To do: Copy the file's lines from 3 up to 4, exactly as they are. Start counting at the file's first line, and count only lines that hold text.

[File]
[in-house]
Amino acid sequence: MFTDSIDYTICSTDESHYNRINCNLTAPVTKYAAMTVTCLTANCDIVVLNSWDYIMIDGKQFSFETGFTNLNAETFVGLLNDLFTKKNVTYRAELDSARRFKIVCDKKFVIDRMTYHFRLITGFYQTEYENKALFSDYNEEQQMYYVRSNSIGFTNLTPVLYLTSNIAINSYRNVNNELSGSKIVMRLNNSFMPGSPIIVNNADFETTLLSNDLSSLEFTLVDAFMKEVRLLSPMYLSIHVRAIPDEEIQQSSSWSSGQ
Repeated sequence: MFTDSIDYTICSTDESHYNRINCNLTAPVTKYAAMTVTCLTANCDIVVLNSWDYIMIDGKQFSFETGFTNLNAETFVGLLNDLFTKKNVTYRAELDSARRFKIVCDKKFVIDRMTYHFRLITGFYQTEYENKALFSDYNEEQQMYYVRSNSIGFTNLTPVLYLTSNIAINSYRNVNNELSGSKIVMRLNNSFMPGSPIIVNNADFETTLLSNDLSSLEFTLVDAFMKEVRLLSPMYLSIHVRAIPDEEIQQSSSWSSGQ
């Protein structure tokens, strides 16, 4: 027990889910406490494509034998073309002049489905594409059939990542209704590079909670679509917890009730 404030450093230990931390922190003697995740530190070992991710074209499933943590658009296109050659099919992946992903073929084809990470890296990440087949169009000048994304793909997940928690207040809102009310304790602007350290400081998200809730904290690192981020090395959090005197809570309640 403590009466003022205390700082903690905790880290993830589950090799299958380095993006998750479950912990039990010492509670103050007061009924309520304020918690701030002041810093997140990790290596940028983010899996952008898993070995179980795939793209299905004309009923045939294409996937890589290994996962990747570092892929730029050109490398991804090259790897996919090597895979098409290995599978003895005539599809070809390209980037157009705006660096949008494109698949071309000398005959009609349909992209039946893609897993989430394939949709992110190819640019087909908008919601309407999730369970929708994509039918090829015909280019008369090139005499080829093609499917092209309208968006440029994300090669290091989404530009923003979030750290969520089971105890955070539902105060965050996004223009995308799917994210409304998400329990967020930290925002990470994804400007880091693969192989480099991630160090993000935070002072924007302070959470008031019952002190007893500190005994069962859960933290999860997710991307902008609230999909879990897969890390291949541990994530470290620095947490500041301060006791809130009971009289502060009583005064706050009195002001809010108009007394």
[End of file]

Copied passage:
Repeated sequence: MFTDSIDYTICSTDESHYNRINCNLTAPVTKYAAMTVTCLTANCDIVVLNSWDYIMIDGKQFSFETGFTNLNAETFVGLLNDLFTKKNVTYRAELDSARRFKIVCDKKFVIDRMTYHFRLITGFYQTEYENKALFSDYNEEQQMYYVRSNSIGFTNLTPVLYLTSNIAINSYRNVNNELSGSKIVMRLNNSFMPGSPIIVNNADFETTLLSNDLSSLEFTLVDAFMKEVRLLSPMYLSIHVRAIPDEEIQQSSSWSSGQ
């Protein structure tokens, strides 16, 4: 027990889910406490494509034998073309002049489905594409059939990542209704590079909670679509917890009730 404030450093230990931390922190003697995740530190070992991710074209499933943590658009296109050659099919992946992903073929084809990470890296990440087949169009000048994304793909997940928690207040809102009310304790602007350290400081998200809730904290690192981020090395959090005197809570309640 403590009466003022205390700082903690905790880290993830589950090799299958380095993006998750479950912990039990010492509670103050007061009924309520304020918690701030002041810093997140990790290596940028983010899996952008898993070995179980795939793209299905004309009923045939294409996937890589290994996962990747570092892929730029050109490398991804090259790897996919090597895979098409290995599978003895005539599809070809390209980037157009705006660096949008494109698949071309000398005959009609349909992209039946893609897993989430394939949709992110190819640019087909908008919601309407999730369970929708994509039918090829015909280019008369090139005499080829093609499917092209309208968006440029994300090669290091989404530009923003979030750290969520089971105890955070539902105060965050996004223009995308799917994210409304998400329990967020930290925002990470994804400007880091693969192989480099991630160090993000935070002072924007302070959470008031019952002190007893500190005994069962859960933290999860997710991307902008609230999909879990897969890390291949541990994530470290620095947490500041301060006791809130009971009289502060009583005064706050009195002001809010108009007394």